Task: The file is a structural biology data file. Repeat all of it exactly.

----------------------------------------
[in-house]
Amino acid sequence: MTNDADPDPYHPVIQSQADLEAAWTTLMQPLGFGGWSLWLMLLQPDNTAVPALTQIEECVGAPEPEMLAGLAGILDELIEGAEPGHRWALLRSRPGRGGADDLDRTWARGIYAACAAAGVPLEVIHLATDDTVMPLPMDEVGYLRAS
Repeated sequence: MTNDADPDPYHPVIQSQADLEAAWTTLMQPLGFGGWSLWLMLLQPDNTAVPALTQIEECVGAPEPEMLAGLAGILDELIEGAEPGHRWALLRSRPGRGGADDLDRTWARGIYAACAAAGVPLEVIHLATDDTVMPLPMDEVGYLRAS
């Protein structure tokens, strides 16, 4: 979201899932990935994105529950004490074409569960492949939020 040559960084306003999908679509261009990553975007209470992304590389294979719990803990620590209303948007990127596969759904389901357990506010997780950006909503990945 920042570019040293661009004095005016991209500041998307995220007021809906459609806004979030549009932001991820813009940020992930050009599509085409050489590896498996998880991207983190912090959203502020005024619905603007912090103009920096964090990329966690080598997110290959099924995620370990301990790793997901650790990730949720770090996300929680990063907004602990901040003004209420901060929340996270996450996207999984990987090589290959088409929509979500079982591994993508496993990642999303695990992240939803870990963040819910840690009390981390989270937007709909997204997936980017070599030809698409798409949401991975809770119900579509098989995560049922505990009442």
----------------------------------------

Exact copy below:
[in-house]
Amino acid sequence: MTNDADPDPYHPVIQSQADLEAAWTTLMQPLGFGGWSLWLMLLQPDNTAVPALTQIEECVGAPEPEMLAGLAGILDELIEGAEPGHRWALLRSRPGRGGADDLDRTWARGIYAACAAAGVPLEVIHLATDDTVMPLPMDEVGYLRAS
Repeated sequence: MTNDADPDPYHPVIQSQADLEAAWTTLMQPLGFGGWSLWLMLLQPDNTAVPALTQIEECVGAPEPEMLAGLAGILDELIEGAEPGHRWALLRSRPGRGGADDLDRTWARGIYAACAAAGVPLEVIHLATDDTVMPLPMDEVGYLRAS
């Protein structure tokens, strides 16, 4: 979201899932990935994105529950004490074409569960492949939020 040559960084306003999908679509261009990553975007209470992304590389294979719990803990620590209303948007990127596969759904389901357990506010997780950006909503990945 920042570019040293661009004095005016991209500041998307995220007021809906459609806004979030549009932001991820813009940020992930050009599509085409050489590896498996998880991207983190912090959203502020005024619905603007912090103009920096964090990329966690080598997110290959099924995620370990301990790793997901650790990730949720770090996300929680990063907004602990901040003004209420901060929340996270996450996207999984990987090589290959088409929509979500079982591994993508496993990642999303695990992240939803870990963040819910840690009390981390989270937007709909997204997936980017070599030809698409798409949401991975809770119900579509098989995560049922505990009442």